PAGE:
Theranos CEO Elizabeth Holmes Found Guilty in a Lengthy Fraud Trial


This article was originally published on TipRanks.com

Elizabeth Holmes, the former CEO and founder of private blood testing startup company Theranos, was convicted and found guilty on four out of 11 charges of defrauding investors. The high-profile, 4-month-long criminal trial has made Holmes the first ever Silicon Valley CEO to be convicted of a white-collar crime. However, Holmes has pleaded not guilty.

Theranos made claims of designing blood tests that required very small amounts of blood. Furthermore, the company claimed that the tests could be performed very rapidly by using small automated devices the company had developed.

About Elizabeth Holmes

After dropping out of Stanford at 19 years of age, Holmes founded Theranos as a breakthrough health technology company that could run several health tests based on just a drop of blood.

During her 15-year reign as CEO, Holmes laid out revolutionary ambitions in health diagnostics and attracted Top Hedge Funds and big-ticket investors like George Shultz, Rupert Murdoch and Henry Kissinger, and former Pentagon chief Jim Mattis, among others.

As a result, the company’s market capitalization crossed $9bn at its peak, and she was declared a billionaire by the age of 30.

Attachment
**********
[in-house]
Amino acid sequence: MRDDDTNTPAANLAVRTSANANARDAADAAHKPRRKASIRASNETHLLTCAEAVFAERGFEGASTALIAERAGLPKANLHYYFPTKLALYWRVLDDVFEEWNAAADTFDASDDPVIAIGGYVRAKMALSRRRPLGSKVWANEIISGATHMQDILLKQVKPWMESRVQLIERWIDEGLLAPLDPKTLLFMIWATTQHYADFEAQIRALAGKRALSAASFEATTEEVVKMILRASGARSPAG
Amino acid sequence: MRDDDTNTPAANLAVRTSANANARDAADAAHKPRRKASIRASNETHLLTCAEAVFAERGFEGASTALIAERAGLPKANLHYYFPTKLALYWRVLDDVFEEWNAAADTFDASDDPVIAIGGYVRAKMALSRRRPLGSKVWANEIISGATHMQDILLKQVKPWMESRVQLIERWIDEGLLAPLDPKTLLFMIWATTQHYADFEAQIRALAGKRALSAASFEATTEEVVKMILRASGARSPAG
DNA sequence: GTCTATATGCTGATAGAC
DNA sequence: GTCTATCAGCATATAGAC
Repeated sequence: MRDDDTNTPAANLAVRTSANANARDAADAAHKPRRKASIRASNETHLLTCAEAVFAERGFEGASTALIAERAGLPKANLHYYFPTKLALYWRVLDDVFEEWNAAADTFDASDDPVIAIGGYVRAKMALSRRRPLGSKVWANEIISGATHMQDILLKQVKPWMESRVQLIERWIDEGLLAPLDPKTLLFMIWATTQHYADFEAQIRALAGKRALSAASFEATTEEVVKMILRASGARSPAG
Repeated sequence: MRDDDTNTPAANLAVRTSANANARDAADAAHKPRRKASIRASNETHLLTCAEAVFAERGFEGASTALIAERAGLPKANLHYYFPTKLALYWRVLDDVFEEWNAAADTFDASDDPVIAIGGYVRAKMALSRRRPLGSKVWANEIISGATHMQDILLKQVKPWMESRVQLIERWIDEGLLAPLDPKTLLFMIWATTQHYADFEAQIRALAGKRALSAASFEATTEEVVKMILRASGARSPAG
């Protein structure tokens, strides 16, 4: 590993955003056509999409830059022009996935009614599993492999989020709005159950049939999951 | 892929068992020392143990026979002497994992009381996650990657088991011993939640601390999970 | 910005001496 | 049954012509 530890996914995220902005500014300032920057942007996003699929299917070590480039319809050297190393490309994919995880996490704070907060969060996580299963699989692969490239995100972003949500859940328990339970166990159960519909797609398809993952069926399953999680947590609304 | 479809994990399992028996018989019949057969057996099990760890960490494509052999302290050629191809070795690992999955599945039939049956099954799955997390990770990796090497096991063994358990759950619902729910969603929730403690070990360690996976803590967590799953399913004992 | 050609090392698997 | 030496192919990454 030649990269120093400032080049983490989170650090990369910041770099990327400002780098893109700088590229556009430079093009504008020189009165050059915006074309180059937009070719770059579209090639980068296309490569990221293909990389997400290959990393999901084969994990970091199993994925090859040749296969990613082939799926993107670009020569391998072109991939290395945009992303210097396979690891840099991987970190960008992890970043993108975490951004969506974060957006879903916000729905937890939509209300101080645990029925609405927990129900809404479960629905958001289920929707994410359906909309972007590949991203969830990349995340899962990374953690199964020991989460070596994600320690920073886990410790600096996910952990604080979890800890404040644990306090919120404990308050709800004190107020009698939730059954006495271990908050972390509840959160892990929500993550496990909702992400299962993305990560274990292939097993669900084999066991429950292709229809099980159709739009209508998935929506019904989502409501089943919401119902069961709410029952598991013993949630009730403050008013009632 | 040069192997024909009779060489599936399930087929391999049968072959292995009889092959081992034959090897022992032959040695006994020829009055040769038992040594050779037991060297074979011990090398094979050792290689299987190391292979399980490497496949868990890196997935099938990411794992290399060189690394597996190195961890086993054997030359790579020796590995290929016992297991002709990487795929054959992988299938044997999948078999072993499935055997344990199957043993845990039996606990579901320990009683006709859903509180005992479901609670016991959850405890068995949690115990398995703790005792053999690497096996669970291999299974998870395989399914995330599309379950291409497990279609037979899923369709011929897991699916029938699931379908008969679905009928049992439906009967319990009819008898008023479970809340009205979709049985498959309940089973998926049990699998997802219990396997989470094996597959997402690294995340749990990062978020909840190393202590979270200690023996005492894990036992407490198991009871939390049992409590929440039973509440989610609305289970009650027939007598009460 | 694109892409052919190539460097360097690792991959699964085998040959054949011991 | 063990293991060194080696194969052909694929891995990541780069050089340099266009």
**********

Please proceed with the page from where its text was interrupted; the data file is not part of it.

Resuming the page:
2015: The Turning Point in the Case

Contrary to their sky-high goals, Elizabeth Holmes and her company fell massively short of their ambitious plans.

In 2015, a Wall Street Journal report stated that the Theranos testing machines did not work as promised and were full of inaccuracies. It also mentioned that the company was resorting to traditional blood drawing methodology to perform certain tests, and was conducting the tests in laboratories outside Theranos.

Holmes was aware of the shortcomings of the technology and deliberately misled the investors. Holmes manipulated documents, adding logos of Pharma giants like Pfizer (NYSE: PFE) and Schering-Plough to Theranos reports, before sharing the same with potential partners and investors. This led to false implications that the companies had endorsed the methodology.

The Verdict

It took seven days of deliberations for the jurors to reach the verdict. Elizabeth Holmes was found guilty on four counts including conspiracy to defraud investors and tricking them into putting their money into the company’s proclaimed revolutionary testing system.

However, she was acquitted on four other charges related to conspiracy to defraud patients; meanwhile, the jurors remained deadlocked on three other charges of criminal counts as they were not able to arrive at a verdict on the same.

Following the verdict, 37-year-old Holmes is expected to spend several years behind bars. A sentencing date has not been set yet, which will be determined by the judge.

 

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